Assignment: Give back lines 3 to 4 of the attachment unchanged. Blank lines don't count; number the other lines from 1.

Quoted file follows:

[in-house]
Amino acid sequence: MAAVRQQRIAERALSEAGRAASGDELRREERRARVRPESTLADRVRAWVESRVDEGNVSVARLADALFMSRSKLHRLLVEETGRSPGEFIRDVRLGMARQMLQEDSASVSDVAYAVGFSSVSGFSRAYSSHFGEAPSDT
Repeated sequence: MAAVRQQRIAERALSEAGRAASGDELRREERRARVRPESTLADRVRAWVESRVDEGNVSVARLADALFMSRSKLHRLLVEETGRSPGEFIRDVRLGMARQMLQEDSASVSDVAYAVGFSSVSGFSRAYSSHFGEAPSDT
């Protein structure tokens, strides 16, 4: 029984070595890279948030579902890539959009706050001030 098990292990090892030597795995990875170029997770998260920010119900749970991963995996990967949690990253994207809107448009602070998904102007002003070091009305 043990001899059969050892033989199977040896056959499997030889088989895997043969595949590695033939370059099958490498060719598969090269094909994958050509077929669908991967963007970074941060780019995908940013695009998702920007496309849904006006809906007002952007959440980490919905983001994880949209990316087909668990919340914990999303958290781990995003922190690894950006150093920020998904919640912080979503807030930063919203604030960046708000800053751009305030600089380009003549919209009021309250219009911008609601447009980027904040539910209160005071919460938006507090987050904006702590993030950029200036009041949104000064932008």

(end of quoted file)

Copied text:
Repeated sequence: MAAVRQQRIAERALSEAGRAASGDELRREERRARVRPESTLADRVRAWVESRVDEGNVSVARLADALFMSRSKLHRLLVEETGRSPGEFIRDVRLGMARQMLQEDSASVSDVAYAVGFSSVSGFSRAYSSHFGEAPSDT
């Protein structure tokens, strides 16, 4: 029984070595890279948030579902890539959009706050001030 098990292990090892030597795995990875170029997770998260920010119900749970991963995996990967949690990253994207809107448009602070998904102007002003070091009305 043990001899059969050892033989199977040896056959499997030889088989895997043969595949590695033939370059099958490498060719598969090269094909994958050509077929669908991967963007970074941060780019995908940013695009998702920007496309849904006006809906007002952007959440980490919905983001994880949209990316087909668990919340914990999303958290781990995003922190690894950006150093920020998904919640912080979503807030930063919203604030960046708000800053751009305030600089380009003549919209009021309250219009911008609601447009980027904040539910209160005071919460938006507090987050904006702590993030950029200036009041949104000064932008």